The City of Vancouver's push for bike lanes has, at times, drawn the ire of local businesses wary of losing customers. But an alteration to a bike lane in the downtown core has turned up a new foe: an army reserve unit.
Members of the British Columbia Regiment (Duke of Connaught's Own) are criticizing the city's alteration of a bike lane that runs past the Beatty Street Drill Hall, which the regiment has called home for more than a century.
This is the latest clash between the city – over its push in recent years to rapidly expand its network of separated bike lanes and cycle-friendly routes – and businesses, residents and other critics who have argued against them.
Honorary Lieutenant-Colonel Scott Shepherd told reporters on Wednesday that the regiment was not warned of the changes ahead of time. Vehicles had previously been able to park next to the sidewalk, with the bike lane to their left. However, the bike lane now runs next to the sidewalk – between the curb and vehicles.
Mr. Shepherd said that has created a situation in which members loading trucks with equipment and ammunition must carry them through the bike lane, weaving around cyclists.
The city denied it failed to warn the regiment of the changes ahead of time, saying it reached out to all businesses and institutions along Beatty.
"We don't want to have a situation where a [cyclist] can be hurt while we're trying to load. And we sure don't want a situation where any of our soldiers could be hurt," Mr. Shepherd said.
The regiment has slightly fewer than180 members and the drill hall is used on a daily basis, he said, adding it's difficult to say how many members are at the site on a typical day.
The city plans to continue installing new bike lanes in the coming years, with several more upgrades expected in the downtown core, in addition to Beatty Street. The lanes remain popular with cyclists, with a 32-per-cent increase in ridership citywide in 2014-15. On Burrard Bridge, one of Vancouver's busiest bikeways, there were nearly 1.4 million bike trips last year, up from about one million in 2011, according to data released by the city.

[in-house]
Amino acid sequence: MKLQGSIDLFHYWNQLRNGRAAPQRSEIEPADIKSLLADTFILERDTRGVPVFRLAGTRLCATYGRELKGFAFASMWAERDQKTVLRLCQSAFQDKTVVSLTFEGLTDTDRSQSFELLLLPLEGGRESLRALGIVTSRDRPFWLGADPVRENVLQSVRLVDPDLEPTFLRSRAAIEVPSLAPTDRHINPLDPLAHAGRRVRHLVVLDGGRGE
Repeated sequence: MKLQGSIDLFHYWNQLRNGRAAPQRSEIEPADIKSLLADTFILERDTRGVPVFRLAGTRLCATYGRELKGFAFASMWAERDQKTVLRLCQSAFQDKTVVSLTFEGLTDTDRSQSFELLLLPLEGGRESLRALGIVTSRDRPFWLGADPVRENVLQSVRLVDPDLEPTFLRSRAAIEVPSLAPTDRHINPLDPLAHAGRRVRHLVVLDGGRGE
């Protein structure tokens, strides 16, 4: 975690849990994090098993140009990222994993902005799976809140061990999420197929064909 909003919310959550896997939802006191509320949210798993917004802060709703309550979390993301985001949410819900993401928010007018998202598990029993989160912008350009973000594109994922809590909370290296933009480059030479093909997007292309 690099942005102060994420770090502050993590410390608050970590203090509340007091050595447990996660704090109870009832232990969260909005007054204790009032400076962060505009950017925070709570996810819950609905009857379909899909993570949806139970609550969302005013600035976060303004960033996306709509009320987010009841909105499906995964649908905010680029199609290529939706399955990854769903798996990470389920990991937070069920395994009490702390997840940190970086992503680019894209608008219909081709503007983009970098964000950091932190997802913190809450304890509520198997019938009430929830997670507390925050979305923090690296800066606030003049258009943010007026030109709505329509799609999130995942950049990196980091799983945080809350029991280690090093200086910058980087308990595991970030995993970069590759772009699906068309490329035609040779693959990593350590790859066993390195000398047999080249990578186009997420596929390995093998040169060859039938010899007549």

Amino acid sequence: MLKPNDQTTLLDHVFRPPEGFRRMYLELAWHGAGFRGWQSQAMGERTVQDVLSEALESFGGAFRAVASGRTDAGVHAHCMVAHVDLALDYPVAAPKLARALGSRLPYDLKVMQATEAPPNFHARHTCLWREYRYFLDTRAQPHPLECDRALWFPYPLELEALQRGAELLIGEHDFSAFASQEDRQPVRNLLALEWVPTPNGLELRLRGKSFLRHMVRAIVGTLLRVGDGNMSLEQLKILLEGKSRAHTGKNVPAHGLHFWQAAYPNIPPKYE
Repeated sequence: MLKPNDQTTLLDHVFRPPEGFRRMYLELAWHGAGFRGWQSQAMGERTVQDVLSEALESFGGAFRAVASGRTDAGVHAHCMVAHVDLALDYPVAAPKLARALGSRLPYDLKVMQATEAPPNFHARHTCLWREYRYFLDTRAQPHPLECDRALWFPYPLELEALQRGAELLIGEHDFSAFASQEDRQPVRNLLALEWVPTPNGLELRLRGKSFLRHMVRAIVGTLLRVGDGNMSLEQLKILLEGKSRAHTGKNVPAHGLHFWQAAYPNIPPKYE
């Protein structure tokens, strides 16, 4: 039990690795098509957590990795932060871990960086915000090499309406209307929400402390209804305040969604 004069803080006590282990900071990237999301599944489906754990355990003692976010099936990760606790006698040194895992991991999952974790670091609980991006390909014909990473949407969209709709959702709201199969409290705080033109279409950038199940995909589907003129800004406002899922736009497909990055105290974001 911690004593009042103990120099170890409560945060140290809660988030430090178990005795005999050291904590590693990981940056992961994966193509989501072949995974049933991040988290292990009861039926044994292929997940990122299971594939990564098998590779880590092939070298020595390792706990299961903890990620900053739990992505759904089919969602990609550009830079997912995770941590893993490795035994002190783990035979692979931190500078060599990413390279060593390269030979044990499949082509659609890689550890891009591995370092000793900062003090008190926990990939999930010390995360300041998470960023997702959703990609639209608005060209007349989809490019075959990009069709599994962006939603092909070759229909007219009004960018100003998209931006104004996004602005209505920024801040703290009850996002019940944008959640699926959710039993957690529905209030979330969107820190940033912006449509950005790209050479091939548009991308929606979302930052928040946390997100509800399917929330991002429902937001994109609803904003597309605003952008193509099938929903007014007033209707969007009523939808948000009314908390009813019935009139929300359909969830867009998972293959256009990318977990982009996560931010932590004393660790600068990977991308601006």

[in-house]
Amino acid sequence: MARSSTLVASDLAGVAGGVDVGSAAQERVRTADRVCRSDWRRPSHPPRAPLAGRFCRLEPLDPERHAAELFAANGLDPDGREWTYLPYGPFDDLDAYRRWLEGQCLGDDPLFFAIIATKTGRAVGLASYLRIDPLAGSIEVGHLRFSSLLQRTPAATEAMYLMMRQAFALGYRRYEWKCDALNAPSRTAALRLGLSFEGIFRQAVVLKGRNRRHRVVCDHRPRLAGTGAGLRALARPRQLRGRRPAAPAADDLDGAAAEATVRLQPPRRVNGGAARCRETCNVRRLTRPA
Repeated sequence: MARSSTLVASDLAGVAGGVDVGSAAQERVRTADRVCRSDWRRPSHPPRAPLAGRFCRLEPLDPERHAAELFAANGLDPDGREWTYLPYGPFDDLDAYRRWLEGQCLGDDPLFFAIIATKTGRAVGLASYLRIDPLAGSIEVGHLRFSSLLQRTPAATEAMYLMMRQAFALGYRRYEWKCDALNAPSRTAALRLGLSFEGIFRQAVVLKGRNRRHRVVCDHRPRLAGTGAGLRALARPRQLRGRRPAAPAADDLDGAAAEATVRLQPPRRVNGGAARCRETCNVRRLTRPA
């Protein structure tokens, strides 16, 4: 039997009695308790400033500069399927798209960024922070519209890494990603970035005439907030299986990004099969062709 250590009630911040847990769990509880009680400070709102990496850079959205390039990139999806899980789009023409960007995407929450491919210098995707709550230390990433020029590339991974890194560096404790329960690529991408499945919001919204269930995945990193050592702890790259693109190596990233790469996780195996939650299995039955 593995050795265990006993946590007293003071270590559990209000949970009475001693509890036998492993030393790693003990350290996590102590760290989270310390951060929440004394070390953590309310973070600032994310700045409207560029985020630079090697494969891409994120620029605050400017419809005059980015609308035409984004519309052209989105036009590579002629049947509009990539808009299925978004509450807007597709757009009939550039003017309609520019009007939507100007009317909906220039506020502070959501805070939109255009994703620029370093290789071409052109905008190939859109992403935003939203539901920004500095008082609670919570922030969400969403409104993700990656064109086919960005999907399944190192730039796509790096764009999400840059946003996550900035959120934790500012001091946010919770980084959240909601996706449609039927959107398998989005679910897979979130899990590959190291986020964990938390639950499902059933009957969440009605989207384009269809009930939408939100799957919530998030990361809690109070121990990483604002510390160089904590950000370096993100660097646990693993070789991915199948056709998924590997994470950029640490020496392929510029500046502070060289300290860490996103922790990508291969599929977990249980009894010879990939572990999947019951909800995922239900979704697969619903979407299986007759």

Mr. Shepherd said he doesn't consider the matter a political issue, adding, "We love bike lanes." But he said the city would be better served moving the lane to the other side of the street. He also questioned how some of the regiment's larger trucks would be able to park on the street without blocking vehicle traffic.
"The wrong outcome here is the outcome that reduces safety and reduces access for us to our own base. This is how we serve the people of Vancouver – and how my women and men, many of them veterans, volunteer and serve as part-time soldiers here," he said.
Ted Hawthorne, an honorary colonel, said: "I don't know that it was all that well thought out."
A City of Vancouver spokesperson said in an e-mail that safety was the reason the bike lane was moved. "Prior to these improvements, people parking vehicles along Beatty Street had to open the driver's door and exit their vehicle directly into a painted bike lane. The changes are to improve safety by reducing the potential for conflicts between people driving and cycling," the e-mail read.
The spokesperson said city staff went to all businesses and institutions along Beatty to speak about the proposed changes and to invite them to an open house. If staff did not receive a response, a letter was left explaining the project and providing contact information. Addressed mail was also sent.
An open house was held in March and most of those in attendance were in favour of the changes along Beatty, the spokesperson said.
Mr. Shepherd said the regiment only learned of the changes when the lane was altered last week.
The city said it does not have current count information for the Beatty bike lane, but data from a few years ago indicate the route is used for 1,000 trips a day. The city expects that number to increase.
Melissa De Genova, a Non-Partisan Association councillor, said after the news conference outside the drill hall that the lack of consultation with the regiment is "concerning."
"We always have to make sure that we're doing what we can to enable the military to do their jobs, which ultimately is helping us, is helping the citizens of Vancouver," she said.